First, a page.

Ethics Daily: Behind Colbert’s Right-wing Funny Man, a Quiet Faith
... It was a different kind of religious message than Colbert typically delivers on Comedy Central’s “The Colbert Report,” where he often pokes fun at religion—even his own Catholic Church—in pursuit of a laugh.
Yet it was the kind of serious faith that some of his fellow Catholics say makes him a serious, covert and potent evangelist for their faith.
“Anytime you talk about Jesus or Christianity respectfully the way he does, it is evangelization,” said Jim Martin, the associate editor of the Jesuit magazine America, who has appeared on Colbert’s show four times.
“He is preaching the gospel, but I think he is doing it in a very post-modern way.” ...
... Colbert has said that he attends church, observes Lent and teaches Sunday school. “I love my church, and I’m a Catholic who was raised by intellectuals, who were very devout,” he told Time Out magazine. “I was raised to believe that you could question the church and still be a Catholic.”
His on-air persona is a bloviating holier-than-thou conservative whose orthodox Catholicism is part of what makes him funny. On air, Colbert has chided the pope as an “ecu-menace” for his outreach to other faiths, referred to non-Catholics as “heathens and the excommunicated” and calls those who believe in evolution “monkey men.”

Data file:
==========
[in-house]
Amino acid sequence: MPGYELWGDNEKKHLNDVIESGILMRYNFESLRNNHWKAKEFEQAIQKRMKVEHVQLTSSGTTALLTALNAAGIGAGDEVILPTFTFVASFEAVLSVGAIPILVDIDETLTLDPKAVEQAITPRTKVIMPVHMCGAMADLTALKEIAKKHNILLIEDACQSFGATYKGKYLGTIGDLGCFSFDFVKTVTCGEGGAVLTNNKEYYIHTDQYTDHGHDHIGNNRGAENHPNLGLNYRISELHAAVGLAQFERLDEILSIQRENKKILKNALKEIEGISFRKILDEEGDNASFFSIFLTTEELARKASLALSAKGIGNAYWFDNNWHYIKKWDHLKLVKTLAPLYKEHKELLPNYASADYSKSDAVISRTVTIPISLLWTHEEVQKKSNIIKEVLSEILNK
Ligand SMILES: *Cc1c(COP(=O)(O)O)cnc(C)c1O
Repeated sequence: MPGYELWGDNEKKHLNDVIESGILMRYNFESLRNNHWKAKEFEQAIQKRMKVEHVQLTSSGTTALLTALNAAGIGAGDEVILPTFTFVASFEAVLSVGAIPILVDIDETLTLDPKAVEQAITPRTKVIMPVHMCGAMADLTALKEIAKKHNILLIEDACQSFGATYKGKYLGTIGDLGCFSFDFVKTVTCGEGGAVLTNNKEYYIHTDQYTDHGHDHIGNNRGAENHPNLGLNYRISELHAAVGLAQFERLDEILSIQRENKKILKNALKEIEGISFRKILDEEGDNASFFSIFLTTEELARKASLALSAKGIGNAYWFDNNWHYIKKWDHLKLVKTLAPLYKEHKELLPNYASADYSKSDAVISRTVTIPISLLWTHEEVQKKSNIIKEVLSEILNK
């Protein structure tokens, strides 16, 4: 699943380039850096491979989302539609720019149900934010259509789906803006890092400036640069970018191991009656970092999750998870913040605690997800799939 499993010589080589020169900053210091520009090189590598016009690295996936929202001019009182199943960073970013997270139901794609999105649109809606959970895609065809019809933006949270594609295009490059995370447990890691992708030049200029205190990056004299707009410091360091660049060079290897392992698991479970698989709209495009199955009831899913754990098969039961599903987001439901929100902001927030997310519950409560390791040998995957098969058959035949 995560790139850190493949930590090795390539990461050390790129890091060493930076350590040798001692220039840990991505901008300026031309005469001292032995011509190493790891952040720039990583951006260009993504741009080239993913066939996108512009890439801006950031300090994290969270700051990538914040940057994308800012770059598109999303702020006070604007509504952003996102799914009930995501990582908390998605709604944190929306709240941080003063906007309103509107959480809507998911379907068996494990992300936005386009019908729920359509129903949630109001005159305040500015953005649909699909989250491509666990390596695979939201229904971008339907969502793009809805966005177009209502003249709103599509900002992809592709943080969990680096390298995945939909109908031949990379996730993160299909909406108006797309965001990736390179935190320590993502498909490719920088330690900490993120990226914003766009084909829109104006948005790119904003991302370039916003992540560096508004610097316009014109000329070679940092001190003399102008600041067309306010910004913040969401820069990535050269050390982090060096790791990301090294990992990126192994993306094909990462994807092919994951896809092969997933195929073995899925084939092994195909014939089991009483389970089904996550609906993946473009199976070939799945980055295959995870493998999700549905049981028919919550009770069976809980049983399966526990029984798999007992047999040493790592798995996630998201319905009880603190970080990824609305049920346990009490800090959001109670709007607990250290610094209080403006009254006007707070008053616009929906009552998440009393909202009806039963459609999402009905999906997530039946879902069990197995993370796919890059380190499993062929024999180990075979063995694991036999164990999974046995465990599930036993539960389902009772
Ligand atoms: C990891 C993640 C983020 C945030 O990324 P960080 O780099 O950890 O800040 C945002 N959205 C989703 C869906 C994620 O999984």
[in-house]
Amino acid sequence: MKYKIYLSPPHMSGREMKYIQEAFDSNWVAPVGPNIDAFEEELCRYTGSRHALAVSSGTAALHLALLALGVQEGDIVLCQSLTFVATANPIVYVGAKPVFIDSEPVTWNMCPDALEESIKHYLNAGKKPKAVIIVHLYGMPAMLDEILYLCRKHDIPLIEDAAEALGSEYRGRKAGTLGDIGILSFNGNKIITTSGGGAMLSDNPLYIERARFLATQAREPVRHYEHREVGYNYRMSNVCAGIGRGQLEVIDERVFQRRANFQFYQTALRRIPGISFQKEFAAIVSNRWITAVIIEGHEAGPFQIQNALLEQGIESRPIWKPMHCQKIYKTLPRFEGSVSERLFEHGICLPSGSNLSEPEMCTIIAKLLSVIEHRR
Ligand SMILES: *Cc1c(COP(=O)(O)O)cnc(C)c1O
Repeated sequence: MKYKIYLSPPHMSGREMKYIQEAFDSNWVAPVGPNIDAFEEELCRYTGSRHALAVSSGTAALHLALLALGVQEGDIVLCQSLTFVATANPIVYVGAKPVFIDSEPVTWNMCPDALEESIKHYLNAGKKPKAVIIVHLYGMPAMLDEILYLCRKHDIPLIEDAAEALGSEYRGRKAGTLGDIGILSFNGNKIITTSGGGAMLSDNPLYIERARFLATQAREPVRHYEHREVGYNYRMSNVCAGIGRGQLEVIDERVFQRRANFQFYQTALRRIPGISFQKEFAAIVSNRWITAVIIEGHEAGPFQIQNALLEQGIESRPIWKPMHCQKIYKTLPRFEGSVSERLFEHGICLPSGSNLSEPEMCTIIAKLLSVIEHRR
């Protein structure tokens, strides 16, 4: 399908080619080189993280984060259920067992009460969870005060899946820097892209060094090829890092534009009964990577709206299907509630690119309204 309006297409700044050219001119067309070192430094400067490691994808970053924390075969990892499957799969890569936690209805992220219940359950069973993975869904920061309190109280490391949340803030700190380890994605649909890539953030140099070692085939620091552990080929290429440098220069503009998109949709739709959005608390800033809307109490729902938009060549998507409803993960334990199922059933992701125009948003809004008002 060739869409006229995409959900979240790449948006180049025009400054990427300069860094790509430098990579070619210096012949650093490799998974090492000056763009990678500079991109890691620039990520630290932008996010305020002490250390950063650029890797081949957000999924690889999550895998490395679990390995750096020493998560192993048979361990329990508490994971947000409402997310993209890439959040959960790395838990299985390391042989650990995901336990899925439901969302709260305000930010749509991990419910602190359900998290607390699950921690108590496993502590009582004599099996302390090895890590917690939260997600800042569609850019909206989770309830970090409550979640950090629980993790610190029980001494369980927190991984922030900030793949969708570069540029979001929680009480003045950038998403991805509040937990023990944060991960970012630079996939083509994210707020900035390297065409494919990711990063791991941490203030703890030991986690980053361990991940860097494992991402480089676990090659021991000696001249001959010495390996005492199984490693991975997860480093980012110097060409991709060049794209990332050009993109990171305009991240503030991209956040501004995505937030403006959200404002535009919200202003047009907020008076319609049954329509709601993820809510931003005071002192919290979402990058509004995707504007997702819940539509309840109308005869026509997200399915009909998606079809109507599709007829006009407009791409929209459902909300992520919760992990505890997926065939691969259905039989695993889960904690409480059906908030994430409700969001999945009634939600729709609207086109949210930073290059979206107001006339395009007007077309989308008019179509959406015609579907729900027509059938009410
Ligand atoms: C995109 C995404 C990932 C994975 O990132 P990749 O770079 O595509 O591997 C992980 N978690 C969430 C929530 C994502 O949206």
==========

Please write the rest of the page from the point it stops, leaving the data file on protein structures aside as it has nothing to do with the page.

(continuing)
Diane Houdek has tracked Colbert’s on-air references to Catholicism on her blog, Catholic Colbert. When he recites the Nicene Creed or Bible verses from memory, as he did in 2006, it shows how foundational his faith is, she said.
“He is moving in an extremely secular world—it is hard to get a lot more secular than Comedy Central,” Houdek said. “Yet I feel he is able to witness to his faith in a very subtle way, a very quiet way to an audience that has maybe never encountered this before.” ...
And of course it is Colbert who gave us the wonderful term "truthiness."